At the Real World Design Challenge in Washington DC last month high-school teams from around the United States presented their eco-friendly aircraft and land transport designs to an impressive lineup of officials from industry, education and government.
Projected on the podium backdrop was a personal letter from President Obama. It read:
“America has always been a nation of discoverers, tinkerers and innovators. Our ability to carry this forward will depend on how well we prepare our next generation of doers and makers to address the problems of the 21st century.”
Over the past 10 years, STEM-related jobs have grown three times faster than non-STEM jobs, and continued growth is projected for the coming decade. On average, STEM workers earn 26 percent more and are less likely to experience joblessness.
Yet despite this, only a third of bachelor’s degrees in the United States are in a STEM field—compared with 53 percent in China and 63 percent in Japan—leaving a huge deficit in STEM workers and a gaping hole in the U.S. economy.
As the baby boomers get ready to exit the workforce, industry has a big stake in educating the next generation.
“By 2013, more than half of the nation’s transport workers will be ready to retire,” says Secretary of Transportation Ray LaHood. We have new emissions regulations which we must comply with by 2017. There’s tremendous opportunity in the future, but we have to focus on STEM.”
“The number of engineers available in 15 to 20 years when senior engineers have retired is insufficient to meet demand and we have to solve that problem,” says Scott Parks, director of navy and regional missile defense systems at Boeing, and a judge at the Real World Design Challenge.
“This challenge is of obvious interest to Boeing, and we’ve always had a strong commitment to STEM,” Parks says. “Boeing is highly focused on educating students because in a few years time there’s going to be a 20 to 30 percent shortfall in aerospace engineers. In the global market, to compete with China and Brazil, we need a strong aerospace pipeline.”
Parks believes that industry involvement in education is vital to getting the younger generation and their families interested in STEM.
“This is not something that can be solved with a federal mandate – it’s a conversation you have around the dinner table with your kids – it’s getting them excited about math and science again,” Parks says.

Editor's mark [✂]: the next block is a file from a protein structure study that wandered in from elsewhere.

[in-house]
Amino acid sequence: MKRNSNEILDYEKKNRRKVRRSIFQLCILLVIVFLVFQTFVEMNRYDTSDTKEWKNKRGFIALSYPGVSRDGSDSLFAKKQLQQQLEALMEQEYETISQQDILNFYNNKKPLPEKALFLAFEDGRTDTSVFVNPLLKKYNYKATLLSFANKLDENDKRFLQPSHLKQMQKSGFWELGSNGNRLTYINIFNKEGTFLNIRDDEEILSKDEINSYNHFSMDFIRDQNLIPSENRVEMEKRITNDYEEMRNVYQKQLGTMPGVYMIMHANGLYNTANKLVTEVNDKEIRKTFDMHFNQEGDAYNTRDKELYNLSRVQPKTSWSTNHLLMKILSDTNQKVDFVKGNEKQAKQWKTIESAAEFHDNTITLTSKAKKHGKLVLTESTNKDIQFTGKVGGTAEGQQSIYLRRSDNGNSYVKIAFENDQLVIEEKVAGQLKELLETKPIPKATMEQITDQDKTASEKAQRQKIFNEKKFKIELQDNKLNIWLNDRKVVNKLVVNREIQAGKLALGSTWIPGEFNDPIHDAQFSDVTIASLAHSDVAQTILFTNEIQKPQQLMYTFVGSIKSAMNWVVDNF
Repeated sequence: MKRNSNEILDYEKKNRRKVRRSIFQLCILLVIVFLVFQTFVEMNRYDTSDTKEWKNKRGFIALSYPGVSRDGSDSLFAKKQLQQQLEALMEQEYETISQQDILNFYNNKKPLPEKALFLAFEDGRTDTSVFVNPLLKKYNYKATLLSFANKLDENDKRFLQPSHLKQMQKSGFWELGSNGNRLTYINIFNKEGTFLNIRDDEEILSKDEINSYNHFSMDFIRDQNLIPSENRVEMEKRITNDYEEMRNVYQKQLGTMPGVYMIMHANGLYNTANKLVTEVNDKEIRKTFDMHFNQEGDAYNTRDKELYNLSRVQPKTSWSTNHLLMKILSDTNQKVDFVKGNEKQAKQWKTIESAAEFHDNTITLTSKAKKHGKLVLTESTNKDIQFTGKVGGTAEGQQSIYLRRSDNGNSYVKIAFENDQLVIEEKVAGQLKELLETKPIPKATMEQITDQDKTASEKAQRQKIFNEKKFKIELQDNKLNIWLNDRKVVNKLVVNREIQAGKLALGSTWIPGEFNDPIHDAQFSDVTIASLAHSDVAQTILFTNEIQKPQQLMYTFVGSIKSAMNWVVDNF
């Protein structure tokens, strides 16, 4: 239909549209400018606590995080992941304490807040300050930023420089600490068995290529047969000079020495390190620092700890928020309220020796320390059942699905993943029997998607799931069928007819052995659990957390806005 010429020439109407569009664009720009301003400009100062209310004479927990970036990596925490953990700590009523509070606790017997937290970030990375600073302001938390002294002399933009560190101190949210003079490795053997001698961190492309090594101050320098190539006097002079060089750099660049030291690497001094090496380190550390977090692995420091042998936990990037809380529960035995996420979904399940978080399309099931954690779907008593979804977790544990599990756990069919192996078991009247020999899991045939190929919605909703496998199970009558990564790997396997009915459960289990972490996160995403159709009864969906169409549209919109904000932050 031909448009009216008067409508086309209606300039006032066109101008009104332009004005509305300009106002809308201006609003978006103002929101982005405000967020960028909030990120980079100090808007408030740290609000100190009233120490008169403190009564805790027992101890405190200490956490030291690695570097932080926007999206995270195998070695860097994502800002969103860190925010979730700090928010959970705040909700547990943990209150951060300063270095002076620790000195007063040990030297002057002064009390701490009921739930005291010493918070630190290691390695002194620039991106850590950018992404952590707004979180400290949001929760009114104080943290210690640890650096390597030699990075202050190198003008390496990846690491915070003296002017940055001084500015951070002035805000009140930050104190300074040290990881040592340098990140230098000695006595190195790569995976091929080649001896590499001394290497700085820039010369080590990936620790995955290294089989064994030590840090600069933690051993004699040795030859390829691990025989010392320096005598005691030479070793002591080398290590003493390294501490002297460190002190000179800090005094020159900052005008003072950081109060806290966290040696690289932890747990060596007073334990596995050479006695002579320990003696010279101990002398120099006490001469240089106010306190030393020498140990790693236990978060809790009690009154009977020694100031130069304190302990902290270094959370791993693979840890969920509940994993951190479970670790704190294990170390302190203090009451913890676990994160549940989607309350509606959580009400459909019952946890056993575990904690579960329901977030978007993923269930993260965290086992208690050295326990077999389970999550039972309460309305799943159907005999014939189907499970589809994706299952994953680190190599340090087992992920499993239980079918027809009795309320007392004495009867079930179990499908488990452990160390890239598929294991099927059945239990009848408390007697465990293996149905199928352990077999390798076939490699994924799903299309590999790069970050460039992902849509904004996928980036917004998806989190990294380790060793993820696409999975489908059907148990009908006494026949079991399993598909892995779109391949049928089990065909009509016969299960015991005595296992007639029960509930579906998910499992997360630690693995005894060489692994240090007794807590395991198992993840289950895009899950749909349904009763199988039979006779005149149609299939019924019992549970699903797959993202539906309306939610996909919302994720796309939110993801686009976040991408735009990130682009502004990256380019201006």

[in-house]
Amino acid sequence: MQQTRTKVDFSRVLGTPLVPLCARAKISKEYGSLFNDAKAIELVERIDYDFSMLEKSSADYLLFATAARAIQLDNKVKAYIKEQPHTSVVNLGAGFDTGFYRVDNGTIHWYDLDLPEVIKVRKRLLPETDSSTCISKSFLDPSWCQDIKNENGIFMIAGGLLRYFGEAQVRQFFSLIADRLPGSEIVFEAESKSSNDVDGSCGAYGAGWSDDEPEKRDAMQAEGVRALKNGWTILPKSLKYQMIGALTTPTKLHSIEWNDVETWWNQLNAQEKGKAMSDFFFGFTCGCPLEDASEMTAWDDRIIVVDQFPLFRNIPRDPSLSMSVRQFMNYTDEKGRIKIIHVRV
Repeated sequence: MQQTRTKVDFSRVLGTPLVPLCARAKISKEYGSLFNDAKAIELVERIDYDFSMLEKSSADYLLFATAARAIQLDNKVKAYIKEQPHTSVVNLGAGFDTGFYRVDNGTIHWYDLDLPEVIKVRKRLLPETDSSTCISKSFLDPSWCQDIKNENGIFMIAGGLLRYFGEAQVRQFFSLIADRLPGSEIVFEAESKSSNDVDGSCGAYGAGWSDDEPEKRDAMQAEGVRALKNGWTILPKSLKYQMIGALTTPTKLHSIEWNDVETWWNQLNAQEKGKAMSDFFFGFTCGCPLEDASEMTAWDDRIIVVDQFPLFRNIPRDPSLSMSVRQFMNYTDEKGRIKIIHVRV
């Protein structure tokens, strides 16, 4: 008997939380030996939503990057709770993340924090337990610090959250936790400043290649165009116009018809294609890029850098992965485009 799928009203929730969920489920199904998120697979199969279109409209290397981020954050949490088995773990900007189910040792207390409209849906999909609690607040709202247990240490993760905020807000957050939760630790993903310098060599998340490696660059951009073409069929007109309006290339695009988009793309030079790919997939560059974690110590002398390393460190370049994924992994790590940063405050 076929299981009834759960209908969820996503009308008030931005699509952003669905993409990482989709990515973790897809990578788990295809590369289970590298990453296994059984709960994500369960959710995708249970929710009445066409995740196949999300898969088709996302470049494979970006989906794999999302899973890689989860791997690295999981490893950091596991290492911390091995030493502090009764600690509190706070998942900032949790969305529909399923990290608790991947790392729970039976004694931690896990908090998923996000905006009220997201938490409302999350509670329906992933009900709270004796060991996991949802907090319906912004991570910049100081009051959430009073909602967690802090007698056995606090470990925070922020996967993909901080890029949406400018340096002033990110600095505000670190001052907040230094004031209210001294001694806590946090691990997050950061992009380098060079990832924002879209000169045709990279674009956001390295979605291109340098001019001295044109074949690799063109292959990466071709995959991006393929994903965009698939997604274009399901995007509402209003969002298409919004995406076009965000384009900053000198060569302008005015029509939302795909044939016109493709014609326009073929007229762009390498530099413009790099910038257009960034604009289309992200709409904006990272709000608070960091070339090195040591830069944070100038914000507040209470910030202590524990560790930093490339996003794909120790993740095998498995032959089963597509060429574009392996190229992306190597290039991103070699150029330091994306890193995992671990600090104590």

“Programs which bring industry and educators together are essential,” says Mark Fraser, director of research and technology at EADS North America. “Recent surveys show that 80 percent of high school kids are not interested in engineering and 40 percent don’t even know what engineering is. Only 20 percent of parents in the U.S. say they would support their kids going into engineering. We need to change society’s perception.”
If STEM related industries can reach just a portion of high school students, through mentoring or sponsorship, then those kids will go off and tell their peers and families about what they have learned, and that will have a positive impact, Fraser believes.
“John Deere really values programs like these,” says Pat Barnes, program director for global STEM at John Deere. “Forty percent of our employees work in a STEM role and we are headed for a huge shortage. We need to take action now.”
One-hundred percent of students who participate in the Real World Design Challenge go on to university, and 90 percent of them go into engineering fields. But it’s not all about four-year degrees.
“There’s a gap in technical training too,” says Deborah McLellan, engineering manager at Standard Motor Products. A two-year technical degree is just as important because we’re starting to see a shortage of skilled workers in areas like advanced manufacturing.”
It’s getting harder to fill jobs in manufacturing and test labs which require mid-level skills, says McLellan.
Is our education system out of touch with industry? How can industry better serve educators and vice-versa?